Judge permits claims by victims’ relatives despite legal oversight
A judge has ruled damages actions by relatives of some of those killed in the Glasgow bin lorry tragedy can proceed, despite a failure in the legal process.
Lord Doherty said they would be “very materially prejudiced” if he did not exercise his power to let the claims against Glasgow City Council proceed.
The judge said: “The probable consequences would be very significant upset for the pursuers and material delay in obtaining reparation.
“That upset and delay
“Detrimental effects on the pursuers’ mental health”
would be likely to have significant detrimental effects on the pursuers’ mental health.”
Eight relatives brought the compensation actions against the council after the bin lorry driven by Harry Clarke left the road in Glasgow city centre on December 22 2014.
Those who died were Erin McQuade, 18, her grandparents Jack Sweeney, 68, and his 69-year-old wife Lorraine, from Dumbarton, Stephenie Tait, 29, and Jacqueline Morton, 51, both from Glasgow, and Gillian Ewing, 52, from Edinburgh. Others were injured.
The Crown did not prosecute Clarke and efforts by relatives for a private prosecution were refused.
The eight were granted an order at the Court of Session in Edinburgh preventing publication of details leading to their identification.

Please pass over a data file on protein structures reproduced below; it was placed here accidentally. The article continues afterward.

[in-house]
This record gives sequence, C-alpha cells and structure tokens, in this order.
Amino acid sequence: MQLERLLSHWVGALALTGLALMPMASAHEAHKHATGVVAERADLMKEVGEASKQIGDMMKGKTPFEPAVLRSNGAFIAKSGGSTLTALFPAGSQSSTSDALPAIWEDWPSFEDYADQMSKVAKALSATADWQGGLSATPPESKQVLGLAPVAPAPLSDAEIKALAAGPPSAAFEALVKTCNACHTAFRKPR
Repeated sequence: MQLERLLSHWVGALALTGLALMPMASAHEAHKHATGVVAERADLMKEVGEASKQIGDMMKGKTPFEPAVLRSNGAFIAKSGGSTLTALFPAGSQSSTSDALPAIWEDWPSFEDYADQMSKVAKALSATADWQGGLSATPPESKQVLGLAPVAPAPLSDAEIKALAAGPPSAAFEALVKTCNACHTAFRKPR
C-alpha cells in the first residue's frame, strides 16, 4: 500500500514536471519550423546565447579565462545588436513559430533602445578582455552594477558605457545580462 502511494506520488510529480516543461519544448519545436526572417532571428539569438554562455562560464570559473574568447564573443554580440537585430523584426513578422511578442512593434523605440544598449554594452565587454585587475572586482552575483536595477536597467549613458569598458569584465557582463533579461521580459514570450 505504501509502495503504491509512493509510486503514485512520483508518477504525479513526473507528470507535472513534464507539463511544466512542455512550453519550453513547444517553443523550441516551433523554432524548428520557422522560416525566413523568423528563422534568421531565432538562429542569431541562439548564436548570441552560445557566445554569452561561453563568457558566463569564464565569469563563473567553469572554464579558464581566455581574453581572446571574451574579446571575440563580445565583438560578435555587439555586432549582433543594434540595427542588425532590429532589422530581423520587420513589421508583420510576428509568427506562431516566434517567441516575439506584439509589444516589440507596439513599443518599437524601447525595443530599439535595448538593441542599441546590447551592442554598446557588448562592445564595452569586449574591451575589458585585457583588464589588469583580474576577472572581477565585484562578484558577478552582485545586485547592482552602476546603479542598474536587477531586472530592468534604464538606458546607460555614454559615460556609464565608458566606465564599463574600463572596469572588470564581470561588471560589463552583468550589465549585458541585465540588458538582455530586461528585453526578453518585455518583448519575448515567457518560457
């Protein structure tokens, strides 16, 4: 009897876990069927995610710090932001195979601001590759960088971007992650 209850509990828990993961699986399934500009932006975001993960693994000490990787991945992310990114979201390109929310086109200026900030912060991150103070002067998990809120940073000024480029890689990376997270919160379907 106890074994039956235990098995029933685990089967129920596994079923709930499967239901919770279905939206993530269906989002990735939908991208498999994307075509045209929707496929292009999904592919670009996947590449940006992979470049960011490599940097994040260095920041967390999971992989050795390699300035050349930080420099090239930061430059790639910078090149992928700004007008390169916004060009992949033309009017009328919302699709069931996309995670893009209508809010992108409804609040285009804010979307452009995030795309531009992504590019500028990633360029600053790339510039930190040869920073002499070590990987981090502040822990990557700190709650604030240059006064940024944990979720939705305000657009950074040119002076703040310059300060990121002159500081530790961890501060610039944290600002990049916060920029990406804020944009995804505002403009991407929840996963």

The relatives raised an action against the council last December but it fell as the summons was not called in time.
The latest action was raised in June with lawyers for the relatives arguing the court should use its powers and allow it to proceed – despite the council’s argu- ment that it was time barred. It was agreed that delay may have a significant effect on the relatives’ psychological condition and particularly with one who has developed serious mental health problems.
It was also agreed that while the summons was lodged with the court a calling slip was not presented due to a procedural oversight that was “a genuine error”.
A clinical psychologist who assessed some of the relatives, said they were struggling with the impact of the deaths and the stress of the continuing legal case.
Lord Doherty said the failure to have the summons in the initial action called in time was an oversight but the relatives’ law- yers had otherwise acted “in an exemplary way”.
The judge said the relatives’ only alternative, if the action did not proceed, was to sue their solicitors for professional negligence.
And while this was “very likely to succeed”he said they would have to find new representation in a process that was likely to be “difficult and challenging”.
AFTERMATH: Fire crews at the scene of the catastrophic Glasgow bin lorry crash, which happened on December 22 2014